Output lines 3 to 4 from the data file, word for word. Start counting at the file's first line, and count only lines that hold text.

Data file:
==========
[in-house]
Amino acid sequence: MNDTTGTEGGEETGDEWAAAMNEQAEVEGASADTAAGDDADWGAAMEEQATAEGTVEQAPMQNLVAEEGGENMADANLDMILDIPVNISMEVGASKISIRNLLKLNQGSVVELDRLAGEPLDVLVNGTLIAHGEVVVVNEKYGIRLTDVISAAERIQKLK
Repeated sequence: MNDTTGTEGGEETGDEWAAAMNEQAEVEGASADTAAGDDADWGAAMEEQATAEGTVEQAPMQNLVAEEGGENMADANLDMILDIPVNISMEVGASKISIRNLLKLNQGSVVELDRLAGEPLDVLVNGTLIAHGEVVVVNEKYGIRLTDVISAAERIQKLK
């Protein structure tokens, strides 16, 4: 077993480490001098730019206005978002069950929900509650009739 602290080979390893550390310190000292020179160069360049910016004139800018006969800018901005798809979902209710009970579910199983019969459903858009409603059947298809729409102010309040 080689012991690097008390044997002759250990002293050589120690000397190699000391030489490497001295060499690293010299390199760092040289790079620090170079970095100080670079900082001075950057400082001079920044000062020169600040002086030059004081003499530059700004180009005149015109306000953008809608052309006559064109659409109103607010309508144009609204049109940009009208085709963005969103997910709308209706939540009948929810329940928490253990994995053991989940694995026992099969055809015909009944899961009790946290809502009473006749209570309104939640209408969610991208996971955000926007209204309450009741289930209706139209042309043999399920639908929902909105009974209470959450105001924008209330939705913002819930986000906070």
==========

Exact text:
Repeated sequence: MNDTTGTEGGEETGDEWAAAMNEQAEVEGASADTAAGDDADWGAAMEEQATAEGTVEQAPMQNLVAEEGGENMADANLDMILDIPVNISMEVGASKISIRNLLKLNQGSVVELDRLAGEPLDVLVNGTLIAHGEVVVVNEKYGIRLTDVISAAERIQKLK
């Protein structure tokens, strides 16, 4: 077993480490001098730019206005978002069950929900509650009739 602290080979390893550390310190000292020179160069360049910016004139800018006969800018901005798809979902209710009970579910199983019969459903858009409603059947298809729409102010309040 080689012991690097008390044997002759250990002293050589120690000397190699000391030489490497001295060499690293010299390199760092040289790079620090170079970095100080670079900082001075950057400082001079920044000062020169600040002086030059004081003499530059700004180009005149015109306000953008809608052309006559064109659409109103607010309508144009609204049109940009009208085709963005969103997910709308209706939540009948929810329940928490253990994995053991989940694995026992099969055809015909009944899961009790946290809502009473006749209570309104939640209408969610991208996971955000926007209204309450009741289930209706139209042309043999399920639908929902909105009974209470959450105001924008209330939705913002819930986000906070």